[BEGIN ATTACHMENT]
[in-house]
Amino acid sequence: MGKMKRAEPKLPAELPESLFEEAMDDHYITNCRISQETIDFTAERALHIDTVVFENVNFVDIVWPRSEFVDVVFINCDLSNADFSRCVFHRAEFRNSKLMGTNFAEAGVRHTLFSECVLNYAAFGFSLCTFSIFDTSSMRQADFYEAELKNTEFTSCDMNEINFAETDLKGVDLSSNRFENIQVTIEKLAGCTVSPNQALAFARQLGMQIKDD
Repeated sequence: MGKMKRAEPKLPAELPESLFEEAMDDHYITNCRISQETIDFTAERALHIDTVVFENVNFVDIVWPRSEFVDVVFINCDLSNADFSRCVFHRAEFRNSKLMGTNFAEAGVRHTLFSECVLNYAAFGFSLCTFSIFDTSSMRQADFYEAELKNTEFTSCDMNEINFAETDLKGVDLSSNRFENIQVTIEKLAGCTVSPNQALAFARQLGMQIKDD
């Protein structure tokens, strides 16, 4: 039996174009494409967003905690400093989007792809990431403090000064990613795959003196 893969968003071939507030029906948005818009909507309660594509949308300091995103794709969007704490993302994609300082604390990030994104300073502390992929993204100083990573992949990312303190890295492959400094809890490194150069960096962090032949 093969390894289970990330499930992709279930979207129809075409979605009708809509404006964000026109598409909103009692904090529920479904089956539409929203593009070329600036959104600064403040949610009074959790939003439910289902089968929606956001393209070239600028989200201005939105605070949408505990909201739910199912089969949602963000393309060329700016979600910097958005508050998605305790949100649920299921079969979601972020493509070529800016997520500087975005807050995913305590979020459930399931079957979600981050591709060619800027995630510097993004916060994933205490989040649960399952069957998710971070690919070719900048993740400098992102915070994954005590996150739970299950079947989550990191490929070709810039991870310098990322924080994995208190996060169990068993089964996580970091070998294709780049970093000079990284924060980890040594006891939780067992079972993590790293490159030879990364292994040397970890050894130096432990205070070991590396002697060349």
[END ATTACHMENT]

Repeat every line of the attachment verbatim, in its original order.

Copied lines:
[in-house]
Amino acid sequence: MGKMKRAEPKLPAELPESLFEEAMDDHYITNCRISQETIDFTAERALHIDTVVFENVNFVDIVWPRSEFVDVVFINCDLSNADFSRCVFHRAEFRNSKLMGTNFAEAGVRHTLFSECVLNYAAFGFSLCTFSIFDTSSMRQADFYEAELKNTEFTSCDMNEINFAETDLKGVDLSSNRFENIQVTIEKLAGCTVSPNQALAFARQLGMQIKDD
Repeated sequence: MGKMKRAEPKLPAELPESLFEEAMDDHYITNCRISQETIDFTAERALHIDTVVFENVNFVDIVWPRSEFVDVVFINCDLSNADFSRCVFHRAEFRNSKLMGTNFAEAGVRHTLFSECVLNYAAFGFSLCTFSIFDTSSMRQADFYEAELKNTEFTSCDMNEINFAETDLKGVDLSSNRFENIQVTIEKLAGCTVSPNQALAFARQLGMQIKDD
């Protein structure tokens, strides 16, 4: 039996174009494409967003905690400093989007792809990431403090000064990613795959003196 893969968003071939507030029906948005818009909507309660594509949308300091995103794709969007704490993302994609300082604390990030994104300073502390992929993204100083990573992949990312303190890295492959400094809890490194150069960096962090032949 093969390894289970990330499930992709279930979207129809075409979605009708809509404006964000026109598409909103009692904090529920479904089956539409929203593009070329600036959104600064403040949610009074959790939003439910289902089968929606956001393209070239600028989200201005939105605070949408505990909201739910199912089969949602963000393309060329700016979600910097958005508050998605305790949100649920299921079969979601972020493509070529800016997520500087975005807050995913305590979020459930399931079957979600981050591709060619800027995630510097993004916060994933205490989040649960399952069957998710971070690919070719900048993740400098992102915070994954005590996150739970299950079947989550990191490929070709810039991870310098990322924080994995208190996060169990068993089964996580970091070998294709780049970093000079990284924060980890040594006891939780067992079972993590790293490159030879990364292994040397970890050894130096432990205070070991590396002697060349």